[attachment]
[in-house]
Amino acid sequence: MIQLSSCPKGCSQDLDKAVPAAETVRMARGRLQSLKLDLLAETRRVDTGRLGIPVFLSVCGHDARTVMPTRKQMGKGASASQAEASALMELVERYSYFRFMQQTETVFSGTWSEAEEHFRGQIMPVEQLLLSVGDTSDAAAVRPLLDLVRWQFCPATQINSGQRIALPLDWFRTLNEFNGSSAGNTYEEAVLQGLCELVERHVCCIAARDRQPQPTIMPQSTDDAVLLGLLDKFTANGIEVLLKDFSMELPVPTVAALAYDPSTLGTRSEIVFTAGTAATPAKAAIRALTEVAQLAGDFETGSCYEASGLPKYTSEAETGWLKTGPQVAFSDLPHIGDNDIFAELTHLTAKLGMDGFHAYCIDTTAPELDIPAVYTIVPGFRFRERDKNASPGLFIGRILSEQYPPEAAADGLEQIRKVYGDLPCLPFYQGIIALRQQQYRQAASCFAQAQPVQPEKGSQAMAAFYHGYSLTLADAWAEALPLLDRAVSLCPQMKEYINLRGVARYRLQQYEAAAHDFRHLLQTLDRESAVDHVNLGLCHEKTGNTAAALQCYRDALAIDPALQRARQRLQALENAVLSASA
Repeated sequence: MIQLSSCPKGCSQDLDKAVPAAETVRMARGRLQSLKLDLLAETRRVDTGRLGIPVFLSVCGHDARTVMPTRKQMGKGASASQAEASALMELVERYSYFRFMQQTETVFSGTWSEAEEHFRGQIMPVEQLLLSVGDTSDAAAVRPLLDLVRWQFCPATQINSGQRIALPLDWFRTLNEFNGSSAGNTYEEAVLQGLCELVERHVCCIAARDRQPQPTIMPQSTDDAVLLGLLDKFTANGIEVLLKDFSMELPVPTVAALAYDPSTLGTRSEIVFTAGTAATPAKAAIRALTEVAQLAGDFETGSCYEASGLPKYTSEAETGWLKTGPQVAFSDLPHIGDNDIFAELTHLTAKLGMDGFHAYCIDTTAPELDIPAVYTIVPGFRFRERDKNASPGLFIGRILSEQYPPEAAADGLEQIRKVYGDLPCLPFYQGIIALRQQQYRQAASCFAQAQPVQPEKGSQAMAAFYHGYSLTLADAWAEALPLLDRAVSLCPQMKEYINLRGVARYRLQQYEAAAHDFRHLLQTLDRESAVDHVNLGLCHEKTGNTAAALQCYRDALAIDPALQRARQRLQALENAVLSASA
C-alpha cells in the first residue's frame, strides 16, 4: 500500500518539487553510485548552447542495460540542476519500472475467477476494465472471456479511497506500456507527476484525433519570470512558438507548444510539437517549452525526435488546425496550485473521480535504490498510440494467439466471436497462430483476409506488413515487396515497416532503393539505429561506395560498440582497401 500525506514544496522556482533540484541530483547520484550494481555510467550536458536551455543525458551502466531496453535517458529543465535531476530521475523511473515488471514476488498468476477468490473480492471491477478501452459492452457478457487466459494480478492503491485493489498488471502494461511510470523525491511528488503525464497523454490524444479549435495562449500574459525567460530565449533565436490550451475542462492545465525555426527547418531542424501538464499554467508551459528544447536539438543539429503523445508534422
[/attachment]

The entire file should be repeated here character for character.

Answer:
[in-house]
Amino acid sequence: MIQLSSCPKGCSQDLDKAVPAAETVRMARGRLQSLKLDLLAETRRVDTGRLGIPVFLSVCGHDARTVMPTRKQMGKGASASQAEASALMELVERYSYFRFMQQTETVFSGTWSEAEEHFRGQIMPVEQLLLSVGDTSDAAAVRPLLDLVRWQFCPATQINSGQRIALPLDWFRTLNEFNGSSAGNTYEEAVLQGLCELVERHVCCIAARDRQPQPTIMPQSTDDAVLLGLLDKFTANGIEVLLKDFSMELPVPTVAALAYDPSTLGTRSEIVFTAGTAATPAKAAIRALTEVAQLAGDFETGSCYEASGLPKYTSEAETGWLKTGPQVAFSDLPHIGDNDIFAELTHLTAKLGMDGFHAYCIDTTAPELDIPAVYTIVPGFRFRERDKNASPGLFIGRILSEQYPPEAAADGLEQIRKVYGDLPCLPFYQGIIALRQQQYRQAASCFAQAQPVQPEKGSQAMAAFYHGYSLTLADAWAEALPLLDRAVSLCPQMKEYINLRGVARYRLQQYEAAAHDFRHLLQTLDRESAVDHVNLGLCHEKTGNTAAALQCYRDALAIDPALQRARQRLQALENAVLSASA
Repeated sequence: MIQLSSCPKGCSQDLDKAVPAAETVRMARGRLQSLKLDLLAETRRVDTGRLGIPVFLSVCGHDARTVMPTRKQMGKGASASQAEASALMELVERYSYFRFMQQTETVFSGTWSEAEEHFRGQIMPVEQLLLSVGDTSDAAAVRPLLDLVRWQFCPATQINSGQRIALPLDWFRTLNEFNGSSAGNTYEEAVLQGLCELVERHVCCIAARDRQPQPTIMPQSTDDAVLLGLLDKFTANGIEVLLKDFSMELPVPTVAALAYDPSTLGTRSEIVFTAGTAATPAKAAIRALTEVAQLAGDFETGSCYEASGLPKYTSEAETGWLKTGPQVAFSDLPHIGDNDIFAELTHLTAKLGMDGFHAYCIDTTAPELDIPAVYTIVPGFRFRERDKNASPGLFIGRILSEQYPPEAAADGLEQIRKVYGDLPCLPFYQGIIALRQQQYRQAASCFAQAQPVQPEKGSQAMAAFYHGYSLTLADAWAEALPLLDRAVSLCPQMKEYINLRGVARYRLQQYEAAAHDFRHLLQTLDRESAVDHVNLGLCHEKTGNTAAALQCYRDALAIDPALQRARQRLQALENAVLSASA
C-alpha cells in the first residue's frame, strides 16, 4: 500500500518539487553510485548552447542495460540542476519500472475467477476494465472471456479511497506500456507527476484525433519570470512558438507548444510539437517549452525526435488546425496550485473521480535504490498510440494467439466471436497462430483476409506488413515487396515497416532503393539505429561506395560498440582497401 500525506514544496522556482533540484541530483547520484550494481555510467550536458536551455543525458551502466531496453535517458529543465535531476530521475523511473515488471514476488498468476477468490473480492471491477478501452459492452457478457487466459494480478492503491485493489498488471502494461511510470523525491511528488503525464497523454490524444479549435495562449500574459525567460530565449533565436490550451475542462492545465525555426527547418531542424501538464499554467508551459528544447536539438543539429503523445508534422